As usual, click any photo to bring up a larger version.
The focus of this article is on the understructure of this desk, not on the actual top, so I'm skipping over that part of the build. It is a 30x60 lamination of solid walnut boards, 3/4" thick.
At my day job, we have these motorized sit-stand desks and I wanted to build one for my home office. There are many companies that sell these desks and most will also sell you a bare frame, so you can provide your own top. So I bought a desk frame off of Amazon (Links Below).
My current desk is a big double-pedestal desk. One notable feature is that it has these pull-out wings on either side of the sitting area. (and I admit I don't know if "wings" is the proper term for these pull-out sliding boards.)
I really like them, as they add temporary working area for spreading out papers or I even sometimes just lean on one a bit. So I want to incorporate these into my new desk.
This is the desk frame that I bought. It is adaptable to many desk top sizes -- as in it can be made wider or narrower. Note the shape of the top structure. This is where the desk frame needs to contact the desk top structure to support it. However, the pull-out slides I want to incorporate are almost the full depth of the desk. That is to say, the desk is 30-inches deep, and the pull-out wings will be about 28-inches long, reaching almost all the way accross. But we need to work around this frame.
I'm not sure if this photo adequately captures the amazing grain of these pieces. Check the finished photos at the bottom if you want to sneak a peek.
I built the desk top first, but I kept what I thought was the most interesting boards for the two wings. My desk will hold a computer, monitors, keyboard, mouse, pens, paper... it'll get covered in stuff. In constrast, these wings are always empty when they are slid away, so I will see them much more. So I picked the best looking grain for these two parts.
I had to use some tinted epoxy to fill voids in the wing boards, and while that was drying, I applied a coat of finish to the BOTTOM of the desk. I used Danish oil on this project.
Once the understructure is attached, it will be almost impossible to apply finish tot he bottom of the desk so I thought it was smart to apply at least one coat now.
(And yes it feels very strange applying finish so early in the build process.)
Here is another look at the 3D sketch. I need to fabricate the frame of the "garages" that provide a place for the wings to slide home. By the way, this is an upside-down view of the desktop.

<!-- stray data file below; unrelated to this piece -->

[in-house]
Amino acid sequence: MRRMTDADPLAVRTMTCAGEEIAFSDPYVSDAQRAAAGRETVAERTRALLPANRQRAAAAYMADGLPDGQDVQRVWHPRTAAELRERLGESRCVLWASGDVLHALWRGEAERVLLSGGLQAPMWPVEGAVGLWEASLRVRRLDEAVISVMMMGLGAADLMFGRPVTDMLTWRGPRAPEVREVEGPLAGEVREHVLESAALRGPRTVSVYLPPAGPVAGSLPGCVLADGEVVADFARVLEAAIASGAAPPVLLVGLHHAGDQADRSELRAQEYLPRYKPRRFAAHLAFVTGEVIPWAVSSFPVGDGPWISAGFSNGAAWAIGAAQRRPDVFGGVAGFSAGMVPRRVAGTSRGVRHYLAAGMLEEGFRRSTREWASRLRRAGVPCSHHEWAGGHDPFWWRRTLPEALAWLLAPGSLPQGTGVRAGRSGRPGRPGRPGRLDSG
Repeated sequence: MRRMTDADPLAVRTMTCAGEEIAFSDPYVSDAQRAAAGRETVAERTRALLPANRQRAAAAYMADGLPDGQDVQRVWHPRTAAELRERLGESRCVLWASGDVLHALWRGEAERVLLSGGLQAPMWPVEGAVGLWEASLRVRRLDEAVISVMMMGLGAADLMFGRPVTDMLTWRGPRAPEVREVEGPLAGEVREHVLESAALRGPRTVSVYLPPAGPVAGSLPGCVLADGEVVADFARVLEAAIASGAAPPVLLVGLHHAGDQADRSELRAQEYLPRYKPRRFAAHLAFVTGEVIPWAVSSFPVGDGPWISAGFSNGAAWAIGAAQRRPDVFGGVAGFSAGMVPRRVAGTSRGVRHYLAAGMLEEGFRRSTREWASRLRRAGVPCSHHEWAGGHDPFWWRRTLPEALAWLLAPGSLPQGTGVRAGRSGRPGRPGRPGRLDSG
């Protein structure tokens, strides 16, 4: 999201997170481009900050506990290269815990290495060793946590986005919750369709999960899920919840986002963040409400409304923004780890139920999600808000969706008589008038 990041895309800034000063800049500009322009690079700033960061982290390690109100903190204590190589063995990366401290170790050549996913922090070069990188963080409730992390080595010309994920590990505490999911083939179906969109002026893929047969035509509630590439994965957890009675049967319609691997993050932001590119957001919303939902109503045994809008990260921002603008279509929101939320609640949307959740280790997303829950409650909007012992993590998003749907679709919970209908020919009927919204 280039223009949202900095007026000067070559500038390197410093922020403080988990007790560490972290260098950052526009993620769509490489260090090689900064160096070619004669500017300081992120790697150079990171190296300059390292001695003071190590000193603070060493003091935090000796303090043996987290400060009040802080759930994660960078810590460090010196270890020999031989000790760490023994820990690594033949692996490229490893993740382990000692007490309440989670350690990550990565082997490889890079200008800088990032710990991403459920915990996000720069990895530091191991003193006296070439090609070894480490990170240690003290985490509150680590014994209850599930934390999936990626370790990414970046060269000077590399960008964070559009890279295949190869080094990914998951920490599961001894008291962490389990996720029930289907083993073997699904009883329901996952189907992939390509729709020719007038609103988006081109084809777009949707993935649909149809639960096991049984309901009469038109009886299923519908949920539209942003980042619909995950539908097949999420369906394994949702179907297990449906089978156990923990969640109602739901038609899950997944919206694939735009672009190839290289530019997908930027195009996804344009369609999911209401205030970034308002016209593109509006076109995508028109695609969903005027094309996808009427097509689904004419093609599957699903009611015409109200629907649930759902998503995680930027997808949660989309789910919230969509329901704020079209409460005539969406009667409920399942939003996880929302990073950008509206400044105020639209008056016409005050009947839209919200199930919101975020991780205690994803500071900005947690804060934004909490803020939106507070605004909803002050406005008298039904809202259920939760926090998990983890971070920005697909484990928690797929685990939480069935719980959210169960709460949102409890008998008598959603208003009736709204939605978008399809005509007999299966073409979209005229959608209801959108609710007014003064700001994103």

And another look at the desk frame. This support is 1-1/2 inches wide, and is where the desk frame bolts to the underside of the desk at one end. So I also made the sides of the wing "garage" (next photos) to be 1-1/2" wide. You don't really need long screws to hold the top in place, but I just wanted solid wood to support the desk frame.
The wing is 12-inches wide, so I made the wing garage to be 12-1/8 inch wide. This gives a sixteenth of an inch clearance on either side. I also made the garage sides to be a bit thicker than the wing, again to give clearance for sliding in and out.
I don't have enough Walnut to build the entire understructure out of Walnut, and I don't have Walnut plywood at all. But still, I don't want to see maple or plywood when I look under the desk. Being a motorized desk, the understructure will be a bit more visible when the desk is raised to a standing position. Therefore I resawed and then planed some of my Walnut into 1/4-inch panels and glued it onto and around the Wing garage understructure.
I cut out a piece for the front of the garage on the bandsaw and glued it into place. I later used a flush trimming bit in the router (not shown) to trim it to final flush size.
I drilled five pilol holes along the edges of the wing garage for fastening it to the bottom of the desk top. I then widened the two end holes to allow for a bit of wood movement. This understructure is attached across the grain of the desk top so I need to allow for some movement.
I then built a long "box" to fit inbetween the two wing garages. I used some of the leftover offcuts from trimming the desktop to length in building this, as they were too short for any other use and would have ended up in the scrap box otherwise.
I then applied three coats of Danish oil to the desk project and allowed it to cure for a few days. I then brought in the desk frame and fitted it to the bottom of the desk structure.
This photo should at last, make it fully clear how the under-structure that I built will support the desk and attach to the desk frame.
I used a round nose bit in the router to carve a finger pull recess in the front bottom edge of the two wings. This gives a place for your fingers to grip the board when you pull it out.
Here then are several photos of the finished piece. I think it turned out beautiful, but I may be a bit biased. In particular, I'm very happy that I kept those boards with the interesting grain to use as the wings.
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